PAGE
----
THERAPY FOR Low Self Esteem IN west london
The way in which we come to view ourselves is often organised by the very subtle yet pervading core beliefs we developed about ourselves in our early lives. These core beliefs, coupled with messages we have internalised from society and mainstream culture, have a significant impact on negatively shaping our sense of self and how we experience ourselves in the world.
Our self-esteem is characterised by the way in which we view ourselves. When we have a low opinion of ourselves, this can have a significant impact on how we express ourselves, on the decisions we make, the quality of our relationship with ourselves and others, and our general quality of life. We may find ourselves feeling stuck, feeling lost or feeling vulnerable, along with persistent feelings of loneliness, experiencing a lack of meaning in life or a distinct lack of direction.
We can also find ourselves sabotaging situations and settling for relationships with people who treat us badly, believing – sometimes unconsciously - that that's exactly how we deserve to be treated. People with low self esteem often find that they have an incredibly loud internal dialogue that criticises, reprimands and judges any feelings, thoughts, actions and ideas that may lead a person to feeling good about themselves. This voice can keep us stuck in a kind of paralysed state of dissatisfaction and self attack, which only serves to exacerbate our self-doubt, increasing feelings of helplessness, sadness, anxiety, shame and leaving us feeling low in mood and energy.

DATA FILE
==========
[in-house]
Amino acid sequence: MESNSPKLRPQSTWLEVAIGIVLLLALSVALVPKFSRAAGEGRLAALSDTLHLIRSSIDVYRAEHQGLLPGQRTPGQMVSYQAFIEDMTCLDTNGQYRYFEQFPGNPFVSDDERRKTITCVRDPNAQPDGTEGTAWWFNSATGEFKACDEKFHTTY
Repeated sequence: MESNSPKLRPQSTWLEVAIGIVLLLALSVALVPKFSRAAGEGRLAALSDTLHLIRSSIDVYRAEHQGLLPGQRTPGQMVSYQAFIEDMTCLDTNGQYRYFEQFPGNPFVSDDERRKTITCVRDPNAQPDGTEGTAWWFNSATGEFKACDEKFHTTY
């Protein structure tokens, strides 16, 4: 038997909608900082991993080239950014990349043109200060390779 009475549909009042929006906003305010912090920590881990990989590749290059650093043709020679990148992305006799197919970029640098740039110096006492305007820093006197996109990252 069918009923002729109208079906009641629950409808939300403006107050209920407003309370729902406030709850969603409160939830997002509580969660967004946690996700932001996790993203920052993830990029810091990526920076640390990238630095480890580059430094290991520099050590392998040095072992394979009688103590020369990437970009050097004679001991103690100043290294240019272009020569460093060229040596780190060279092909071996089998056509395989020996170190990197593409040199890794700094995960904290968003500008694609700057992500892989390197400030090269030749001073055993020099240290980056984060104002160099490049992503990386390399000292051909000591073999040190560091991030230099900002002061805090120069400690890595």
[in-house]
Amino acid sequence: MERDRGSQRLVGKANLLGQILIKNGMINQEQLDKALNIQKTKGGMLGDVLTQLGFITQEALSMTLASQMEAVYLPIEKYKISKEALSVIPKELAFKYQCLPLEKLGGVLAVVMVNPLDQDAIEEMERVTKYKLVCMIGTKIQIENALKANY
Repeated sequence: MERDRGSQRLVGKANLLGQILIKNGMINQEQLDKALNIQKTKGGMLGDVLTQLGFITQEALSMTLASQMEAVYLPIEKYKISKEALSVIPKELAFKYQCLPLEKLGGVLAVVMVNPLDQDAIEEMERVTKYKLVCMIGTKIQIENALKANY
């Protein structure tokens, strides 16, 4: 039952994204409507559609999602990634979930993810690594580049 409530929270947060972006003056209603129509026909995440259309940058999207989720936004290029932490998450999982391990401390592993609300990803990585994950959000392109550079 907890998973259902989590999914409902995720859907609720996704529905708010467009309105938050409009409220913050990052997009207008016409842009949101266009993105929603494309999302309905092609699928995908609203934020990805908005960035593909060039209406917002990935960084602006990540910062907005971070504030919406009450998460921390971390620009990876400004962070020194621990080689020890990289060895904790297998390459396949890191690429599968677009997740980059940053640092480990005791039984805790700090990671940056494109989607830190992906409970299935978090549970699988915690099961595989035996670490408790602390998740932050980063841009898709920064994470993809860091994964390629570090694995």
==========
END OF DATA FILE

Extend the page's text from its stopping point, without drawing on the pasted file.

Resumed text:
Our environment also has a significant impact on our self-esteem, and we may suddenly find ourselves feeling insecure or less than confident in relation to significant life events and transitions, such as growing a business or getting a promotion, entering into new relationships or ending existing ones, during and after pregnancy, following a miscarriage, in the run up to getting married, entering new life stages and ageing, etc.
How can therapy help?
The way in which we come to view ourselves is often organised by the very subtle yet pervading core beliefs we develop about ourselves in our formative years. Therapy can help to unpack these unconscious beliefs, allowing you to become fully aware of the narrative you hold yourself to, inviting you to challenge outmoded ways of thinking and beliefs that may no longer serve you. The therapeutic space also invites you to begin to take yourself and your experience seriously, no longer dismissing yourself or diminishing your needs. This is the first step in beginning to recover your true, authentic self, increasing your self-esteem and developing the tools to enter into a compassionate and accepting relationship with yourself and the world around you.